How to use apostrophes and possessives in AP style

How to make the apostrophe your own.

How to use apostrophes

One of the quirkiest, some might say dumbest, parts of the English language is making words possessive.

The main henchman for carrying out this task is the humble apostrophe.

How exactly the apostrophe is used to show ownership is complicated, and we’ll get to that. First though, let’s look at some other uses of this floating comma.



Omitted letters or numbers

Use the apostrophe to indicate when letters have been left out (for instance, in contractions like “isn’t” or “I’ve”) or when numbers have been dropped (as in, “the summer of ’69,” or “the roaring ‘20s.’”)

Single letter plurals

If you need to make one letter plural, add an apostrophe, as in “straight A’s.” However, don’t use this same process for numbers: Just add an s, as in, “he gave me my change in $1s.”

For quotes within quotes

If you’re quoting someone who’s quoting someone, use a single quote — aka, an apostrophe — within the quotation marks, as in: “Right before she dumped me, she said, ‘you’ve been playing video games for the last 19 hours.’”


With those minor uses out of the way, let’s tackle the gnarly mess that is possessives.

Let’s start easy and ramp it up.

To make a word possessive that does not end in “s,” you generally simply add an apostrophe and an “s,” even if the word is already possessive. So for instance: elephant’s toes, deer’s antlers, men’s socks.

If you’re using a joint phrase, such as “the elephant and the deer’s toes,” only the second noun gets the possessive, not the first.

Now’s where things get a little complicated and hard to remember.

If you have a proper noun that ends in “s,” just add an apostrophe to make it possessive: Carlos’ piano, the Smiths’ house, Arkansas’ capital.

But, just to keep things spicy, if it’s a common (non-capitalized) noun ending in “s,” you add an apostrophe and another “s”: dress’s zipper, iris’s petals, crisis’s conclusion.

Note: this is an updated rule. In previous versions of AP style, you added only an apostrophe if the next word started with an “s” as well. It’s a small mercy that we no longer have to remember that.

But of course, there are still exceptions.

AP style says to not add an “s” to the phrases “for appearance’ sake,” “for conscience’ sake” and “for goodness’ sake.” But this only applies in these specific constructions — any other plural possessive form of these words call for an apostrophe “s.”

This is a good time to remind you that you don’t have to follow all of AP style rules. As long as you’re consistent, feel free to craft your own exceptions — or choose to ignore certain aspects of AP style altogether if they’re cumbersome or don’t fit your needs. Just make sure you’re keeping everything up to date in your in-house style guide.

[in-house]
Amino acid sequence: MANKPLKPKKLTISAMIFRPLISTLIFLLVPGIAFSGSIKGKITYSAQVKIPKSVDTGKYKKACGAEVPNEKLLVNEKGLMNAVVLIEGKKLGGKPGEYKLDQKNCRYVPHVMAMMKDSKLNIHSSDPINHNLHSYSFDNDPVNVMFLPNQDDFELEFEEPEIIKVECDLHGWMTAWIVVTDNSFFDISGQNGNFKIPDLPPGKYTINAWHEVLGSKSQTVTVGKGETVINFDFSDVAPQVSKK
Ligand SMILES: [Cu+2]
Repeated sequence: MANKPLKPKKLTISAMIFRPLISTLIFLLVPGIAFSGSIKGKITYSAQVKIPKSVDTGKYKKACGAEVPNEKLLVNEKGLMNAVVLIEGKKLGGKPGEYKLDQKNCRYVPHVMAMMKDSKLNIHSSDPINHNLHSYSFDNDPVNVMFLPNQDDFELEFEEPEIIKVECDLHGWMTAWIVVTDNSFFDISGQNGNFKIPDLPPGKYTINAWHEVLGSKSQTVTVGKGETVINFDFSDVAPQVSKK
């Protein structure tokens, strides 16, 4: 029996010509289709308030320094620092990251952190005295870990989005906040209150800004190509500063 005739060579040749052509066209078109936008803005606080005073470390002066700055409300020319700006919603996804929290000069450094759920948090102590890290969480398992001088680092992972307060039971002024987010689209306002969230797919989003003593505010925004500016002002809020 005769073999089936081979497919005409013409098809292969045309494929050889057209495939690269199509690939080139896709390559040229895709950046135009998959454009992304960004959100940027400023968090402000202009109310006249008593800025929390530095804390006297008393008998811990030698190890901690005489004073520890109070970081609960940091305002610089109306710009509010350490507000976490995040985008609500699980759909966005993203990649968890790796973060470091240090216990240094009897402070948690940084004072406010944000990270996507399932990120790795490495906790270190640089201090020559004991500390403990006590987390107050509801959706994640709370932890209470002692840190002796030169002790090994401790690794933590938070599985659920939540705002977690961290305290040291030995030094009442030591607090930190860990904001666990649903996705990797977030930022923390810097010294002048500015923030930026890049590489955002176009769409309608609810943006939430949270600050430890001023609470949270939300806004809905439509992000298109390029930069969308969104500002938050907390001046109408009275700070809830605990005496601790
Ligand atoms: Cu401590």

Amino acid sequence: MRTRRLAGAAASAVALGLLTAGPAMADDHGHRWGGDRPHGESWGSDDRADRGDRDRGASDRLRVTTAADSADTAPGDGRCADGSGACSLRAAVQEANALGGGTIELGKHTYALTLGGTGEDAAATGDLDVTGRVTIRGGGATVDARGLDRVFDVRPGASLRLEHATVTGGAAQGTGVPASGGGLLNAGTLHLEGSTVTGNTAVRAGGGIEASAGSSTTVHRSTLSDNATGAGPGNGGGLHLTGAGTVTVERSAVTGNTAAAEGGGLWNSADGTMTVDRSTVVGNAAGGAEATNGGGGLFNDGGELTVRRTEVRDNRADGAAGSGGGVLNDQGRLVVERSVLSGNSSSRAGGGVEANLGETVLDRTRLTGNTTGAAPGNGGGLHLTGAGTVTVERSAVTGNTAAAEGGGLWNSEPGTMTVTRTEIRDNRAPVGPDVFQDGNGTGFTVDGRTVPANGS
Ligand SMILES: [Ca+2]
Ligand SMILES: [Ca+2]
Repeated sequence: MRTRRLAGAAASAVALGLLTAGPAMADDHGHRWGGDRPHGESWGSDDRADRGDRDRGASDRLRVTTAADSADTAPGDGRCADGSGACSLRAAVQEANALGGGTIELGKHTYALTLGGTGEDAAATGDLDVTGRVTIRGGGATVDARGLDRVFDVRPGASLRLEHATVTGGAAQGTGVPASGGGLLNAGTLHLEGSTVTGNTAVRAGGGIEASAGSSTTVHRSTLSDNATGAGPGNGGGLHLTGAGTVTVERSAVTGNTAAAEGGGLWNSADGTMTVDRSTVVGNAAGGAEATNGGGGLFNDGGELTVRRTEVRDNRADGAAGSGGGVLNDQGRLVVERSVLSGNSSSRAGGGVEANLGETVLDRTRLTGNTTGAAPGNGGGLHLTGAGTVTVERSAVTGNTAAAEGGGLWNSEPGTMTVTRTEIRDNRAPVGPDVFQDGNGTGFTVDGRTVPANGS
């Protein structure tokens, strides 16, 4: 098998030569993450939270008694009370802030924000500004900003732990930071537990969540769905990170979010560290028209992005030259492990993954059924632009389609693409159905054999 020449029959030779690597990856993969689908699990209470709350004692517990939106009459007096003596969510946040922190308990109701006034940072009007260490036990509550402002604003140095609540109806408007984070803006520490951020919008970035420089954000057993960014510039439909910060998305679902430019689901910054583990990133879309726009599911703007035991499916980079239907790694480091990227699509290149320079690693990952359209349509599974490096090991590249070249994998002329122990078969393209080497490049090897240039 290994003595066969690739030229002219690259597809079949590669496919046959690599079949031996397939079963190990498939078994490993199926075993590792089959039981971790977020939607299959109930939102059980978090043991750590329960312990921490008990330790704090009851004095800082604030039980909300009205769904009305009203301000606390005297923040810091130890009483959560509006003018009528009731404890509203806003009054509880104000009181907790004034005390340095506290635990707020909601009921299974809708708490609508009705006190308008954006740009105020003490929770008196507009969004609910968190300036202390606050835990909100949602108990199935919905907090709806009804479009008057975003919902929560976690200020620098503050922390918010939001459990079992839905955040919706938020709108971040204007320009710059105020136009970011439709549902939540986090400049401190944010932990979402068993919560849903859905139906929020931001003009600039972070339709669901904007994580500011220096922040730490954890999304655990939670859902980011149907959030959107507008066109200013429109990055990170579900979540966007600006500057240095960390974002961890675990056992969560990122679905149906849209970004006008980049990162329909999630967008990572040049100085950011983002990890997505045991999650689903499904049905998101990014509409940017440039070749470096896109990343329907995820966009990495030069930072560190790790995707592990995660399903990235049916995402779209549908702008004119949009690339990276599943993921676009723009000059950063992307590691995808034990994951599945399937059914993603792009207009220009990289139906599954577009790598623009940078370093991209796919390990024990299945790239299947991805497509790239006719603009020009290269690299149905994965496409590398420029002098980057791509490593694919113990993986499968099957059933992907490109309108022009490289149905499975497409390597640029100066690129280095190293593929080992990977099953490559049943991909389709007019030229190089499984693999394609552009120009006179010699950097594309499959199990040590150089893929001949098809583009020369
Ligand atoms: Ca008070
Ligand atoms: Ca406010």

Yes, these rules can be complex and hard to remember. But keep your style guide handy, make yourself a cheat sheet on a Post-It and just focus on being internally consistent.

Allison Carter is executive editor of PR Daily. Follow her on Twitter or LinkedIn.


6 Responses to “How to use apostrophes and possessives in AP style”

    Steve Huddleston says:

    Nice review of the use of the apostrophe. I was surprised to see that Allison used a split infinitive in this article: “AP style says to not add….” I’m a stickler for not splitting infinitives, but I have noticed that split infinitives have become common in writing. I wonder what Allison has to say about them. Thanks.

      Allison Carter says:

      Hey Steve! AP style technically allows split infinitives, as long as they’re readable. It’s an old-school rule I don’t usually pay a lot of attention to (see also: ending a sentence with a preposition). But reading the sentence back, it probably would have read better as “not to add.”

      Proving once again, everyone needs an editor! Thanks for reading and your kind feedback.

    Turd Burglington says:

    you wrote: If you have a proper noun that ends in “s,” just add an apostrophe to make it plural: Carlos’ piano, the Smiths’ house, Arkansas’ capital.

    did you mean to say “make it possessive” instead of “make it plural”?

    Dave Reardon says:

    One of the most blatant misuses of apostrophes has to do with family names. Folks love to include an apostrophe for no apparent reason when referring to a family.

    MaybeI’m missing something like a recent change due to the popularity of doing it the other way. But when referring to a family, just use an s — no apostrophe. Example: the Smiths, not the Smith’s.

    Please let me know if this is still the way we are supposed to do it — even though it seems like most people include the apostrophe even though it’s not a possessive in this case.

    Also, which of these is preferred … the Smith house, or the Smiths’ house? I hear and read them about 50-50.

    Silvana Saccomani says:

    Hi, thank you for this.
    In the sentence I am comparing the phonetic similarities between two family names: Saccomani and Sakamoto.
    Is this correct?

    Linguistically and phonetically, too, Saccomani and Sakamoto sound a lot alike. Each start with the letter ‘s’; both have four syllables; the hard ‘c’ sound is in the first syllable of each name, and there’s a sprinkling of vowels throughout.

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